In the read path, Cassandra merges data on disk (in SSTables) with data in RAM (in memtables). To avoid checking every SSTable data file for the partition being requested, Cassandra employs a data structure known as a bloom filter.
Bloom filters are a probabilistic data structure that allows Cassandra to determine one of two possible states: - The data definitely does not exist in the given file, or - The data probably exists in the given file.
While bloom filters can not guarantee that the data exists in a given
SSTable, bloom filters can be made more accurate by allowing them to
consume more RAM. Operators have the opportunity to tune this behavior
per table by adjusting the the
bloom_filter_fp_chance to a float
between 0 and 1.
The default value for
bloom_filter_fp_chance is 0.1 for tables using
LeveledCompactionStrategy and 0.01 for all other cases.
Bloom filters are stored in RAM, but are stored offheap, so operators
should not consider bloom filters when selecting the maximum heap size.
As accuracy improves (as the
bloom_filter_fp_chance gets closer to 0),
memory usage increases non-linearly - the bloom filter for
bloom_filter_fp_chance = 0.01 will require about three times as much
memory as the same table with
bloom_filter_fp_chance = 0.1.
Typical values for
bloom_filter_fp_chance are usually between 0.01
(1%) to 0.1 (10%) false-positive chance, where Cassandra may scan an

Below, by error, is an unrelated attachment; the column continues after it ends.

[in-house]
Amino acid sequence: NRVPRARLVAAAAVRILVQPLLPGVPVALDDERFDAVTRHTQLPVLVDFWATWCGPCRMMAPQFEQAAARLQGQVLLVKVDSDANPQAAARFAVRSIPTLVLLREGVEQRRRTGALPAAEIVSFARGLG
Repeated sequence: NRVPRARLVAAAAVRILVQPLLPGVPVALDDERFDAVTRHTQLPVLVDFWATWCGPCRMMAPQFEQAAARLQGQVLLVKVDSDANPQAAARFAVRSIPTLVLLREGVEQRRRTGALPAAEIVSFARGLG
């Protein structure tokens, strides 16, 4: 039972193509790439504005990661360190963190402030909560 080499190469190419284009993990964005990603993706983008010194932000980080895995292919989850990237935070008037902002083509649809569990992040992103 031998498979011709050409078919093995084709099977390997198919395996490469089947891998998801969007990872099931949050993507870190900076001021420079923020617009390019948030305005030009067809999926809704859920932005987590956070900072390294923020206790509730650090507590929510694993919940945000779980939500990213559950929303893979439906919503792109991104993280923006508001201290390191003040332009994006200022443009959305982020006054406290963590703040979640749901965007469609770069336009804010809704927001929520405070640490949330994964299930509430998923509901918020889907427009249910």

SSTable for a row, only to find that it does not exist on the disk. The
parameter should be tuned by use case:
Users with more RAM and slower disks may benefit from setting the
bloom_filter_fp_chanceto a numerically lower number (such as 0.01) to avoid excess IO operations
Users with less RAM, more dense nodes, or very fast disks may tolerate a higher
bloom_filter_fp_chancein order to save RAM at the expense of excess IO operations
In workloads that rarely read, or that only perform reads by scanning the entire data set (such as analytics workloads), setting the
bloom_filter_fp_chanceto a much higher number is acceptable.
The bloom filter false positive chance is visible in the
DESCRIBE TABLE output as the field
can change the value with an
ALTER TABLE statement: :
ALTER TABLE keyspace.table WITH bloom_filter_fp_chance=0.01
Operators should be aware, however, that this change is not immediate:
the bloom filter is calculated when the file is written, and persisted
on disk as the Filter component of the SSTable. Upon issuing an
ALTER TABLE statement, new files on disk will be written with the new
bloom_filter_fp_chance, but existing sstables will not be modified
until they are compacted - if an operator needs a change to
bloom_filter_fp_chance to take effect, they can trigger an SSTable
nodetool scrub or
nodetool upgradesstables -a, both of
which will rebuild the sstables on disk, regenerating the bloom filters
in the progress.